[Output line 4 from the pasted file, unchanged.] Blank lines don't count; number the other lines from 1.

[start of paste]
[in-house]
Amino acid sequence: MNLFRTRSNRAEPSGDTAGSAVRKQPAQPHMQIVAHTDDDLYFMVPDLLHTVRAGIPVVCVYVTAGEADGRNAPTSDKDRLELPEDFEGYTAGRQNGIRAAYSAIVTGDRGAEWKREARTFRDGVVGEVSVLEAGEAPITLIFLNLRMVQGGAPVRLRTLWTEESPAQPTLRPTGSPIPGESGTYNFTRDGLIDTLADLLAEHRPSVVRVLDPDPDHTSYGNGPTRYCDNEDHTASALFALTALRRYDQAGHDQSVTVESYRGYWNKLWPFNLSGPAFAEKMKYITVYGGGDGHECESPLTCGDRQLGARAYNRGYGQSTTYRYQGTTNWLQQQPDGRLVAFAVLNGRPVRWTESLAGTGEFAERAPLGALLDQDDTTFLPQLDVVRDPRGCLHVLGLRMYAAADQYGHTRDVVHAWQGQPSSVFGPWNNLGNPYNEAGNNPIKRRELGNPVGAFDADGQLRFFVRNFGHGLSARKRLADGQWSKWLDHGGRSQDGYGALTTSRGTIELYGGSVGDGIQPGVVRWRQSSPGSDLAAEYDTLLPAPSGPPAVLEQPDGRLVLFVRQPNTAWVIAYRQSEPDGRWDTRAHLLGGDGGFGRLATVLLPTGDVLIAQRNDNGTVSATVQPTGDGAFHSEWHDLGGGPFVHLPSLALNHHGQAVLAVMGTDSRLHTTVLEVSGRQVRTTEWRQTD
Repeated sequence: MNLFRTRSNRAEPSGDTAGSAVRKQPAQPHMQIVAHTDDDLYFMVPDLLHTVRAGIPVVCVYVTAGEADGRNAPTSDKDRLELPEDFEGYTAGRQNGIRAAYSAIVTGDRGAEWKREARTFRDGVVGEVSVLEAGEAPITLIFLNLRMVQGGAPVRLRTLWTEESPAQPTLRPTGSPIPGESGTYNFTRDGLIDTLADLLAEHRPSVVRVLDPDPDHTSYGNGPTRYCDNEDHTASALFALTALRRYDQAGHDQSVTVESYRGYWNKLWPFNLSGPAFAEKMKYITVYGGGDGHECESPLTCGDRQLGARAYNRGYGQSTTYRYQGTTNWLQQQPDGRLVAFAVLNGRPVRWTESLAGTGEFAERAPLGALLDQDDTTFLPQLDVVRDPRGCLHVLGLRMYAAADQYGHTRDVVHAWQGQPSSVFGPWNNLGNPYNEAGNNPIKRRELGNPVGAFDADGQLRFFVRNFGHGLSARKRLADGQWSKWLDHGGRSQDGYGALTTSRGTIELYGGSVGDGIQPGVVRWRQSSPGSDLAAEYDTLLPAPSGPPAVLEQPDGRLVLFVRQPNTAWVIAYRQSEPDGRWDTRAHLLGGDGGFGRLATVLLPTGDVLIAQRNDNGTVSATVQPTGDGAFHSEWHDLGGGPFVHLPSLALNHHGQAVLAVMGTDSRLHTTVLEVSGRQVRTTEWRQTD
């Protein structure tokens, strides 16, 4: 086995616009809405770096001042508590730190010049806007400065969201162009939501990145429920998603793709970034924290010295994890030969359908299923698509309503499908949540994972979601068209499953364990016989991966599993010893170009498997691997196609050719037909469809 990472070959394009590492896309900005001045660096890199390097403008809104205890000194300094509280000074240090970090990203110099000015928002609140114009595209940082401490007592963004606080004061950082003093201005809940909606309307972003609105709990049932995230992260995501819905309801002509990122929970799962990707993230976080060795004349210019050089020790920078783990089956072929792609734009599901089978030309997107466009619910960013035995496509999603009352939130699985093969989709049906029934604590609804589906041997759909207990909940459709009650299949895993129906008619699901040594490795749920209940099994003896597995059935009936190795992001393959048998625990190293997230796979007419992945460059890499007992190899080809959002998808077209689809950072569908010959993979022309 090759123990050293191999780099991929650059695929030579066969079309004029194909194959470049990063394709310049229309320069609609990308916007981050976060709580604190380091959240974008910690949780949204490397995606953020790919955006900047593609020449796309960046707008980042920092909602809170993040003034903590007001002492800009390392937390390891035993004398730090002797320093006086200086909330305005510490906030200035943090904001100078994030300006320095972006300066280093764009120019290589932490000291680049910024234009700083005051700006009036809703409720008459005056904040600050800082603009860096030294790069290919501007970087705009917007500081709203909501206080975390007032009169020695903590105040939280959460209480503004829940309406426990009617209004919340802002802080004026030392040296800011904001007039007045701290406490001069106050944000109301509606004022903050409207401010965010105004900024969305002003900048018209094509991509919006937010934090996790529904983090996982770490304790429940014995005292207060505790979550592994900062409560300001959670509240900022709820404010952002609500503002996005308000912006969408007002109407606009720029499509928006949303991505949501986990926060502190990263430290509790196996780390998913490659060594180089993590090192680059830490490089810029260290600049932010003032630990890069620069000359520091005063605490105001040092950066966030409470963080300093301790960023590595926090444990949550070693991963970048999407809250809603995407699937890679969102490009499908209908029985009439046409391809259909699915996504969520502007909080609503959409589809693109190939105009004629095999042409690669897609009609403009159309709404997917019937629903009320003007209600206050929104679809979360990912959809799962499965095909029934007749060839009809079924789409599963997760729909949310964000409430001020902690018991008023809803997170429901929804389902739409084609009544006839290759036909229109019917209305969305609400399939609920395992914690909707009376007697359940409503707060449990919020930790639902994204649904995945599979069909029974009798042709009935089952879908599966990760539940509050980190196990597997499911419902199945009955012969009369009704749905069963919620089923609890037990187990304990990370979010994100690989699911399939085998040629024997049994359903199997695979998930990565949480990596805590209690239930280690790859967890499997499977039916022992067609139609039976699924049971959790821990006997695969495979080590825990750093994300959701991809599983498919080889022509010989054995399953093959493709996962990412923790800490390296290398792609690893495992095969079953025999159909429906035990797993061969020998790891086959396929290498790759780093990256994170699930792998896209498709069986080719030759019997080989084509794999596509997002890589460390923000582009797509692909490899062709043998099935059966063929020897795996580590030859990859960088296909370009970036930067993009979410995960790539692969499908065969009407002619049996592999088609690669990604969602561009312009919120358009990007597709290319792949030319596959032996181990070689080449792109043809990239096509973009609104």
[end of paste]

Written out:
């Protein structure tokens, strides 16, 4: 086995616009809405770096001042508590730190010049806007400065969201162009939501990145429920998603793709970034924290010295994890030969359908299923698509309503499908949540994972979601068209499953364990016989991966599993010893170009498997691997196609050719037909469809 990472070959394009590492896309900005001045660096890199390097403008809104205890000194300094509280000074240090970090990203110099000015928002609140114009595209940082401490007592963004606080004061950082003093201005809940909606309307972003609105709990049932995230992260995501819905309801002509990122929970799962990707993230976080060795004349210019050089020790920078783990089956072929792609734009599901089978030309997107466009619910960013035995496509999603009352939130699985093969989709049906029934604590609804589906041997759909207990909940459709009650299949895993129906008619699901040594490795749920209940099994003896597995059935009936190795992001393959048998625990190293997230796979007419992945460059890499007992190899080809959002998808077209689809950072569908010959993979022309 090759123990050293191999780099991929650059695929030579066969079309004029194909194959470049990063394709310049229309320069609609990308916007981050976060709580604190380091959240974008910690949780949204490397995606953020790919955006900047593609020449796309960046707008980042920092909602809170993040003034903590007001002492800009390392937390390891035993004398730090002797320093006086200086909330305005510490906030200035943090904001100078994030300006320095972006300066280093764009120019290589932490000291680049910024234009700083005051700006009036809703409720008459005056904040600050800082603009860096030294790069290919501007970087705009917007500081709203909501206080975390007032009169020695903590105040939280959460209480503004829940309406426990009617209004919340802002802080004026030392040296800011904001007039007045701290406490001069106050944000109301509606004022903050409207401010965010105004900024969305002003900048018209094509991509919006937010934090996790529904983090996982770490304790429940014995005292207060505790979550592994900062409560300001959670509240900022709820404010952002609500503002996005308000912006969408007002109407606009720029499509928006949303991505949501986990926060502190990263430290509790196996780390998913490659060594180089993590090192680059830490490089810029260290600049932010003032630990890069620069000359520091005063605490105001040092950066966030409470963080300093301790960023590595926090444990949550070693991963970048999407809250809603995407699937890679969102490009499908209908029985009439046409391809259909699915996504969520502007909080609503959409589809693109190939105009004629095999042409690669897609009609403009159309709404997917019937629903009320003007209600206050929104679809979360990912959809799962499965095909029934007749060839009809079924789409599963997760729909949310964000409430001020902690018991008023809803997170429901929804389902739409084609009544006839290759036909229109019917209305969305609400399939609920395992914690909707009376007697359940409503707060449990919020930790639902994204649904995945599979069909029974009798042709009935089952879908599966990760539940509050980190196990597997499911419902199945009955012969009369009704749905069963919620089923609890037990187990304990990370979010994100690989699911399939085998040629024997049994359903199997695979998930990565949480990596805590209690239930280690790859967890499997499977039916022992067609139609039976699924049971959790821990006997695969495979080590825990750093994300959701991809599983498919080889022509010989054995399953093959493709996962990412923790800490390296290398792609690893495992095969079953025999159909429906035990797993061969020998790891086959396929290498790759780093990256994170699930792998896209498709069986080719030759019997080989084509794999596509997002890589460390923000582009797509692909490899062709043998099935059966063929020897795996580590030859990859960088296909370009970036930067993009979410995960790539692969499908065969009407002619049996592999088609690669990604969602561009312009919120358009990007597709290319792949030319596959032996181990070689080449792109043809990239096509973009609104």